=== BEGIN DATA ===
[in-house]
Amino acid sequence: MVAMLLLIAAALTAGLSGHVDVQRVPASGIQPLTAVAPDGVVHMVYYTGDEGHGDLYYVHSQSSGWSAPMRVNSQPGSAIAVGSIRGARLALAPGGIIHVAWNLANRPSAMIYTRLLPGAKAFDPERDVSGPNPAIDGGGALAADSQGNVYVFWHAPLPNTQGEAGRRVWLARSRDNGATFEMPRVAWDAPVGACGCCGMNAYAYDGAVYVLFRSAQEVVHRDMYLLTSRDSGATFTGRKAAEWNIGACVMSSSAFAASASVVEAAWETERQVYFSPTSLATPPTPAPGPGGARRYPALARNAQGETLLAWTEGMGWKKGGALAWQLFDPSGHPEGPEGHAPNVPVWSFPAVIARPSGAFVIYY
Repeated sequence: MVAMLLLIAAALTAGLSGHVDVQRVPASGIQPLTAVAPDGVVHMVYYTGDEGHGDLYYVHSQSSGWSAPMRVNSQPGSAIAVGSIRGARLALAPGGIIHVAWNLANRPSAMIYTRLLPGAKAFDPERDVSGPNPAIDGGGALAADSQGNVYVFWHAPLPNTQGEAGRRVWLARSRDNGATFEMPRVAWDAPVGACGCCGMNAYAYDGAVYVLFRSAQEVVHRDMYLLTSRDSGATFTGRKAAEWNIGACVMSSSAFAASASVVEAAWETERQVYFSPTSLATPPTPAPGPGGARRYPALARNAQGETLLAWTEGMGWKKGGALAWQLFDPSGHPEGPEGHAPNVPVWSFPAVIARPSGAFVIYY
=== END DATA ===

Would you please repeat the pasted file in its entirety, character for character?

[in-house]
Amino acid sequence: MVAMLLLIAAALTAGLSGHVDVQRVPASGIQPLTAVAPDGVVHMVYYTGDEGHGDLYYVHSQSSGWSAPMRVNSQPGSAIAVGSIRGARLALAPGGIIHVAWNLANRPSAMIYTRLLPGAKAFDPERDVSGPNPAIDGGGALAADSQGNVYVFWHAPLPNTQGEAGRRVWLARSRDNGATFEMPRVAWDAPVGACGCCGMNAYAYDGAVYVLFRSAQEVVHRDMYLLTSRDSGATFTGRKAAEWNIGACVMSSSAFAASASVVEAAWETERQVYFSPTSLATPPTPAPGPGGARRYPALARNAQGETLLAWTEGMGWKKGGALAWQLFDPSGHPEGPEGHAPNVPVWSFPAVIARPSGAFVIYY
Repeated sequence: MVAMLLLIAAALTAGLSGHVDVQRVPASGIQPLTAVAPDGVVHMVYYTGDEGHGDLYYVHSQSSGWSAPMRVNSQPGSAIAVGSIRGARLALAPGGIIHVAWNLANRPSAMIYTRLLPGAKAFDPERDVSGPNPAIDGGGALAADSQGNVYVFWHAPLPNTQGEAGRRVWLARSRDNGATFEMPRVAWDAPVGACGCCGMNAYAYDGAVYVLFRSAQEVVHRDMYLLTSRDSGATFTGRKAAEWNIGACVMSSSAFAASASVVEAAWETERQVYFSPTSLATPPTPAPGPGGARRYPALARNAQGETLLAWTEGMGWKKGGALAWQLFDPSGHPEGPEGHAPNVPVWSFPAVIARPSGAFVIYY